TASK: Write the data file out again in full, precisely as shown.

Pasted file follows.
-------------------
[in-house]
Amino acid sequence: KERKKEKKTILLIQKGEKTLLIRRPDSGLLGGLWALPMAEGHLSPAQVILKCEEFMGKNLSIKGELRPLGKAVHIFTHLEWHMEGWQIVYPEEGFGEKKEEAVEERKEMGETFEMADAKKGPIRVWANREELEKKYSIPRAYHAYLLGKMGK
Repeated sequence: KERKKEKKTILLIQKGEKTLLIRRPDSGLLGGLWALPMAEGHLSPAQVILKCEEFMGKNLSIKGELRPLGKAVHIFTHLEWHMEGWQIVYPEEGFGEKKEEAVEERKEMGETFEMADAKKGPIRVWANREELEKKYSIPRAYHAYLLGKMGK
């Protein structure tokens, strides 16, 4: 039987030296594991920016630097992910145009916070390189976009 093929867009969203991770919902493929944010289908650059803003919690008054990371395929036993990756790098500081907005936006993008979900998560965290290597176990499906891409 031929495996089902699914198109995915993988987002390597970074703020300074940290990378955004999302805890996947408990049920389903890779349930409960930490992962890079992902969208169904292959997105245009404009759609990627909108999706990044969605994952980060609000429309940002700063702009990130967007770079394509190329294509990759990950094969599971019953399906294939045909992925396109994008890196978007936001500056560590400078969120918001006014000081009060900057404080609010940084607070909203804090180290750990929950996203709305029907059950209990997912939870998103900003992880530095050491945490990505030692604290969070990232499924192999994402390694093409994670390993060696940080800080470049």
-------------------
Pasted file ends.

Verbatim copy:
[in-house]
Amino acid sequence: KERKKEKKTILLIQKGEKTLLIRRPDSGLLGGLWALPMAEGHLSPAQVILKCEEFMGKNLSIKGELRPLGKAVHIFTHLEWHMEGWQIVYPEEGFGEKKEEAVEERKEMGETFEMADAKKGPIRVWANREELEKKYSIPRAYHAYLLGKMGK
Repeated sequence: KERKKEKKTILLIQKGEKTLLIRRPDSGLLGGLWALPMAEGHLSPAQVILKCEEFMGKNLSIKGELRPLGKAVHIFTHLEWHMEGWQIVYPEEGFGEKKEEAVEERKEMGETFEMADAKKGPIRVWANREELEKKYSIPRAYHAYLLGKMGK
């Protein structure tokens, strides 16, 4: 039987030296594991920016630097992910145009916070390189976009 093929867009969203991770919902493929944010289908650059803003919690008054990371395929036993990756790098500081907005936006993008979900998560965290290597176990499906891409 031929495996089902699914198109995915993988987002390597970074703020300074940290990378955004999302805890996947408990049920389903890779349930409960930490992962890079992902969208169904292959997105245009404009759609990627909108999706990044969605994952980060609000429309940002700063702009990130967007770079394509190329294509990759990950094969599971019953399906294939045909992925396109994008890196978007936001500056560590400078969120918001006014000081009060900057404080609010940084607070909203804090180290750990929950996203709305029907059950209990997912939870998103900003992880530095050491945490990505030692604290969070990232499924192999994402390694093409994670390993060696940080800080470049």